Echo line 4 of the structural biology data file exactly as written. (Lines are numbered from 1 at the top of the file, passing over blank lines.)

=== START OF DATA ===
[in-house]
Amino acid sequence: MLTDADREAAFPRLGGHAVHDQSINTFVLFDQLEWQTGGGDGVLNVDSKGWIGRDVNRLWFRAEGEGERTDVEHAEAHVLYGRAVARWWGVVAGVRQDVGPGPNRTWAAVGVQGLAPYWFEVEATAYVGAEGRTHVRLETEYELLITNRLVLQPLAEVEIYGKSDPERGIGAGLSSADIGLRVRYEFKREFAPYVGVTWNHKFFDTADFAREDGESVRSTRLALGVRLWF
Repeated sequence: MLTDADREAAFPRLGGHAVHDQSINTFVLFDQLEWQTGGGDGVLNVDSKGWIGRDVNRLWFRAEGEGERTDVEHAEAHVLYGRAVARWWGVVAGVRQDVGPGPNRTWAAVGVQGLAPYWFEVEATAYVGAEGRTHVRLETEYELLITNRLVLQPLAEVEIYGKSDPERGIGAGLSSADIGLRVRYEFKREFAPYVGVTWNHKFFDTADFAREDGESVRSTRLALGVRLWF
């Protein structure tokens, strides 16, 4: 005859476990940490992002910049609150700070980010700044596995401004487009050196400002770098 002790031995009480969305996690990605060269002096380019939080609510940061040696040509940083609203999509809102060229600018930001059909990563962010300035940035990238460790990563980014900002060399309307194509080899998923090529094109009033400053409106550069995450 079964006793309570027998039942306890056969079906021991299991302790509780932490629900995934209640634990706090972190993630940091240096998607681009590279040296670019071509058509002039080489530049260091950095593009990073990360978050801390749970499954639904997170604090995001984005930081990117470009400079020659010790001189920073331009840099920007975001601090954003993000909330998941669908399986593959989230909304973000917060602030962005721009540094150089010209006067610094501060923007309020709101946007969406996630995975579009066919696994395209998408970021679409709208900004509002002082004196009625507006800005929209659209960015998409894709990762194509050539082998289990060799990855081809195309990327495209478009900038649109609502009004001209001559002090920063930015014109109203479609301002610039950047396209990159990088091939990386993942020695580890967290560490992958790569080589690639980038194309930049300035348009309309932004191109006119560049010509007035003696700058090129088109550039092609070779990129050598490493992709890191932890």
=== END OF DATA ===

């Protein structure tokens, strides 16, 4: 005859476990940490992002910049609150700070980010700044596995401004487009050196400002770098 002790031995009480969305996690990605060269002096380019939080609510940061040696040509940083609203999509809102060229600018930001059909990563962010300035940035990238460790990563980014900002060399309307194509080899998923090529094109009033400053409106550069995450 079964006793309570027998039942306890056969079906021991299991302790509780932490629900995934209640634990706090972190993630940091240096998607681009590279040296670019071509058509002039080489530049260091950095593009990073990360978050801390749970499954639904997170604090995001984005930081990117470009400079020659010790001189920073331009840099920007975001601090954003993000909330998941669908399986593959989230909304973000917060602030962005721009540094150089010209006067610094501060923007309020709101946007969406996630995975579009066919696994395209998408970021679409709208900004509002002082004196009625507006800005929209659209960015998409894709990762194509050539082998289990060799990855081809195309990327495209478009900038649109609502009004001209001559002090920063930015014109109203479609301002610039950047396209990159990088091939990386993942020695580890967290560490992958790569080589690639980038194309930049300035348009309309932004191109006119560049010509007035003696700058090129088109550039092609070779990129050598490493992709890191932890």